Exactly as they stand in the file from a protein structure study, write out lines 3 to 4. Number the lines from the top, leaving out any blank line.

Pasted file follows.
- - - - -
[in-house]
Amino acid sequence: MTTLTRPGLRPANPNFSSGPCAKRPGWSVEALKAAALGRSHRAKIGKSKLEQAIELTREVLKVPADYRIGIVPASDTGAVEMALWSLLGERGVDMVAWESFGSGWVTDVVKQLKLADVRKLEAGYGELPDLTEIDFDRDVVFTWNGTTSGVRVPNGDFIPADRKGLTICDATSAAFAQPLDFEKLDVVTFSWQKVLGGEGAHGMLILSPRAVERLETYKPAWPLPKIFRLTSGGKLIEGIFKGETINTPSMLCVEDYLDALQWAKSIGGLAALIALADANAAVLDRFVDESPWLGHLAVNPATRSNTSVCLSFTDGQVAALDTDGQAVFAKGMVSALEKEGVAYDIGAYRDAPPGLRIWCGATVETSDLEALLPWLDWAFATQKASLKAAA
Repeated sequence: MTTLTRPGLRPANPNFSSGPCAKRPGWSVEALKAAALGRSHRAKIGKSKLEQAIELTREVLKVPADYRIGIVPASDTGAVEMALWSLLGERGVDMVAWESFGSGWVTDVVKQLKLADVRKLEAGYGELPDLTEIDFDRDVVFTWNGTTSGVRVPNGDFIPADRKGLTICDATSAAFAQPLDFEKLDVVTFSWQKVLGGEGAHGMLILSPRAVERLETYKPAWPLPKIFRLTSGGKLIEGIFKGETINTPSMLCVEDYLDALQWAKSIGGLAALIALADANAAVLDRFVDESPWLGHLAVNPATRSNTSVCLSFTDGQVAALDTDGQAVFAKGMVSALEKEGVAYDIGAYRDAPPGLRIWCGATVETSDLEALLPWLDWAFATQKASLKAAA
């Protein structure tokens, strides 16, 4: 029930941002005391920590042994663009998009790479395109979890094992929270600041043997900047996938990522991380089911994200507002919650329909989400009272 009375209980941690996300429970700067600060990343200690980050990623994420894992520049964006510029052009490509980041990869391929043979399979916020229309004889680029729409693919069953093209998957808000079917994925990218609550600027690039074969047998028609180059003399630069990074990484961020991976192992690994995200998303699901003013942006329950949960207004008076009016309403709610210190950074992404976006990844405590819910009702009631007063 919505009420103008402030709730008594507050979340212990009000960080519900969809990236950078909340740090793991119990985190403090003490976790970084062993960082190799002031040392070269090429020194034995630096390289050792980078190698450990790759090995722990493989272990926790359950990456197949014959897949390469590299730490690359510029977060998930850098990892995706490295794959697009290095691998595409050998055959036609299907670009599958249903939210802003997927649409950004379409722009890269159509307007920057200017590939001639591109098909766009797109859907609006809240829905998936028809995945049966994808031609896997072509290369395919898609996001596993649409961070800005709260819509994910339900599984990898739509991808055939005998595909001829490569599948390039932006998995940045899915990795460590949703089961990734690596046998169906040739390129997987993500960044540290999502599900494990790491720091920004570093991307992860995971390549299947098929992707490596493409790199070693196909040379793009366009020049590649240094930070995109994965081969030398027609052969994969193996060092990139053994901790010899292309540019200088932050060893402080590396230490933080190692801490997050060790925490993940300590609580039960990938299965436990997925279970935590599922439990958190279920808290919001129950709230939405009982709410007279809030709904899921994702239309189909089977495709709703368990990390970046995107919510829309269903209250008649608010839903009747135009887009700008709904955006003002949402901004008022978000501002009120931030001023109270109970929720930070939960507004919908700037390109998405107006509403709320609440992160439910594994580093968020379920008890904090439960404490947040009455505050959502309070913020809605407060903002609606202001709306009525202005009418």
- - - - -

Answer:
Repeated sequence: MTTLTRPGLRPANPNFSSGPCAKRPGWSVEALKAAALGRSHRAKIGKSKLEQAIELTREVLKVPADYRIGIVPASDTGAVEMALWSLLGERGVDMVAWESFGSGWVTDVVKQLKLADVRKLEAGYGELPDLTEIDFDRDVVFTWNGTTSGVRVPNGDFIPADRKGLTICDATSAAFAQPLDFEKLDVVTFSWQKVLGGEGAHGMLILSPRAVERLETYKPAWPLPKIFRLTSGGKLIEGIFKGETINTPSMLCVEDYLDALQWAKSIGGLAALIALADANAAVLDRFVDESPWLGHLAVNPATRSNTSVCLSFTDGQVAALDTDGQAVFAKGMVSALEKEGVAYDIGAYRDAPPGLRIWCGATVETSDLEALLPWLDWAFATQKASLKAAA
């Protein structure tokens, strides 16, 4: 029930941002005391920590042994663009998009790479395109979890094992929270600041043997900047996938990522991380089911994200507002919650329909989400009272 009375209980941690996300429970700067600060990343200690980050990623994420894992520049964006510029052009490509980041990869391929043979399979916020229309004889680029729409693919069953093209998957808000079917994925990218609550600027690039074969047998028609180059003399630069990074990484961020991976192992690994995200998303699901003013942006329950949960207004008076009016309403709610210190950074992404976006990844405590819910009702009631007063 919505009420103008402030709730008594507050979340212990009000960080519900969809990236950078909340740090793991119990985190403090003490976790970084062993960082190799002031040392070269090429020194034995630096390289050792980078190698450990790759090995722990493989272990926790359950990456197949014959897949390469590299730490690359510029977060998930850098990892995706490295794959697009290095691998595409050998055959036609299907670009599958249903939210802003997927649409950004379409722009890269159509307007920057200017590939001639591109098909766009797109859907609006809240829905998936028809995945049966994808031609896997072509290369395919898609996001596993649409961070800005709260819509994910339900599984990898739509991808055939005998595909001829490569599948390039932006998995940045899915990795460590949703089961990734690596046998169906040739390129997987993500960044540290999502599900494990790491720091920004570093991307992860995971390549299947098929992707490596493409790199070693196909040379793009366009020049590649240094930070995109994965081969030398027609052969994969193996060092990139053994901790010899292309540019200088932050060893402080590396230490933080190692801490997050060790925490993940300590609580039960990938299965436990997925279970935590599922439990958190279920808290919001129950709230939405009982709410007279809030709904899921994702239309189909089977495709709703368990990390970046995107919510829309269903209250008649608010839903009747135009887009700008709904955006003002949402901004008022978000501002009120931030001023109270109970929720930070939960507004919908700037390109998405107006509403709320609440992160439910594994580093968020379920008890904090439960404490947040009455505050959502309070913020809605407060903002609606202001709306009525202005009418």